|Another article by
Bruce Spangler and Chuck Good
Most experienced anglers consider water temperature to be the single most important
factor governing the occurrence and behavior of crappie and their locations. They sometimes behave in what seems an
irrational or unpredictable way. Once the angler understands how water temperature influences crappie behavior, they
can pinpoint crappie throughout the year.
Using some kind of water temperature gauge or a simple pool
thermometer will help get you onto fish much quicker. Most depth finders today also have a water surface temperature
reading capabilities. When a temperature reading is given on a gauge or a fishing report (DNR, Game & Fish, newspaper,
etc.), it is referring to the temperature at or near the water surface. With those temps listed, you can figure on the
deeper water being a few degrees cooler. Also the temperatures of the creeks and protected bays could be higher or lower
by several degrees, depending on inflowing water in creeks, water clarity and sunshine/cloud cover.
Crappie generally start their movement out of their deep water winter haunts when
the water temperatures start warming towards the 45-50 degree range. They will congregate around the entrances of creek
channels until the water temps reaches around the 50-55 degree range. Then you can expect them to begin migrating towards
the shallower secondary creeks and bays, using the channels as "highways". At this point, try trolling minnows or casting
a Culprit Tassel Tail or Curl Tail grub on a RoadRunner to isolated stumps, brush and small pockets, and retrieving them
back very slowly. When water reaches in the 55-60 degree range, the males should be in shallow water looking and fanning
out spawning beds, while the females stage out in the closest deeper water structures. Crappie feed more aggressively
and baitfish are more active as spawning nears. Try dropping a minnow under a cork into the spawning beds for males.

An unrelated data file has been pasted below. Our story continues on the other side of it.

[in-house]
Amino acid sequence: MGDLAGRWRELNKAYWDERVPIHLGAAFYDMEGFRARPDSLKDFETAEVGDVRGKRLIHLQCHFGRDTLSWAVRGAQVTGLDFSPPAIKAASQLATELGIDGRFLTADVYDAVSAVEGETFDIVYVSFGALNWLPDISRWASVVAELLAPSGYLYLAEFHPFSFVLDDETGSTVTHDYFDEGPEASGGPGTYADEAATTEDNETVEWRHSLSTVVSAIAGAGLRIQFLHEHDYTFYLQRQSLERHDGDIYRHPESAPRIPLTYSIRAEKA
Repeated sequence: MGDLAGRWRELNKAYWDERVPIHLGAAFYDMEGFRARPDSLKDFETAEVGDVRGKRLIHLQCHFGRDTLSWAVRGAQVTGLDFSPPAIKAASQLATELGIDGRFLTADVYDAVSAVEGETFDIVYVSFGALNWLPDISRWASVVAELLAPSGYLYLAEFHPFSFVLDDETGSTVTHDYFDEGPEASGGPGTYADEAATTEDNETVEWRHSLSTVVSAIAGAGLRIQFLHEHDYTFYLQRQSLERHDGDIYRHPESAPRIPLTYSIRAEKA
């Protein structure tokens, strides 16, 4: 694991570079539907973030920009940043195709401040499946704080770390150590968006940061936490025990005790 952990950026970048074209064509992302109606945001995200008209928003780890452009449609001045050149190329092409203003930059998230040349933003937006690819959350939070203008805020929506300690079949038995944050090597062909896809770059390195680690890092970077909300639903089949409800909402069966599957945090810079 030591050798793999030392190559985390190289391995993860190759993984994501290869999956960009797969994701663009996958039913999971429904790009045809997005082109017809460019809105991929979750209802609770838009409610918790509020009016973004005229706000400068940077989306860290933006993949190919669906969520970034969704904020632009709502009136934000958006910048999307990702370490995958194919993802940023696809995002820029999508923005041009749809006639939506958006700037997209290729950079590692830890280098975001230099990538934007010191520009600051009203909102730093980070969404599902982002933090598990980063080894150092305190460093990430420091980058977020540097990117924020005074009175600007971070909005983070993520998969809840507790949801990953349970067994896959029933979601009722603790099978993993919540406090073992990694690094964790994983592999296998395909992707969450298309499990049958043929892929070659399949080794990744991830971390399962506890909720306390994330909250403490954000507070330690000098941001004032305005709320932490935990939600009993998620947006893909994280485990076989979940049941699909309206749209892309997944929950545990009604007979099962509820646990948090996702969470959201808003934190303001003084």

Use a cast and slow retrieve with a Culprit Paddle Tail grub for the deeper females.
As a general rule, surface
temperatures in the 62-65 degree range are almost perfect for shallow, spawning crappie. The females will then move
in and around brushy cover. Your best bet now is to drop live minnows under a cork. Any bad weather or cold fronts
can set the whole process back a few days to a few weeks. This will be explained in more detail later.
When water warms to the 70-75 degree range, the females will leave their nest and move to nearby deep structures where they
staged before the spawning. The males stay behind to guard the nests. Use a cast/retrieve slowly with the Culprit
Paddle tail grub. By the time water reaches 75 degrees, the males will be joining the females and migrate through the channels
the same way they came in back out to the deep cooler water for the summer.
When the water starts to cool
in the fall, they will again move back into the creek channels to feed heavily for the upcoming winter months. Most
crappies will stage halfway up the tributaries near to the pre-spawn locations. Again, try casting a RoadRunner
with a Tassel Tail, Paddle Tail and Curl Tail lure is an effective and fun way to catch crappies now. When
water temps fall in the mid-40's range, they will migrate back to deep water in the main lake.
Keep in mind
that these water temperature ranges are arbitrary, depending on the locations of the water you fish. For example, crappies
spawn when water is in the 62-65 degree range, which can be as early as January in the Deep South or as late as June in the
COLD FRONTS AND FALLING WATER TEMPERATURES
There's another factor that
seem to be even more important than just a specific temperature. Let's say you found great fishing for a couple days
at the 65 degree mark. Then a relatively mild front comes in and drops the surface temperature down to 62 degrees.
Even though the water temperature is still in the "ideal" range, you may find that fishing is off considerably. Fish
are not completely without the ability to regulate their body temperature. They have the instinctive ability to behaviorally
thermo regulate. This means they seek out areas of preferred temperature in an environment that is not at uniform temperature.
Especially in the Spring, crappie are super-sensitive to temperature variation. A sudden drop when the temperature is
in the 50's is more dramatic to fish behavior than a similar drop from the 60's.
You may have to alter your
tactics and try deeper water or heavier cover to counter the effects of the sinking temperatures. Also, concentrate
on those northern shorelines or coves protected from northerly cold fronts and exposed to the longest period of southerly
Keeping a close watch on water temperatures can make a weighty difference in your stringers
of crappies throughout the year.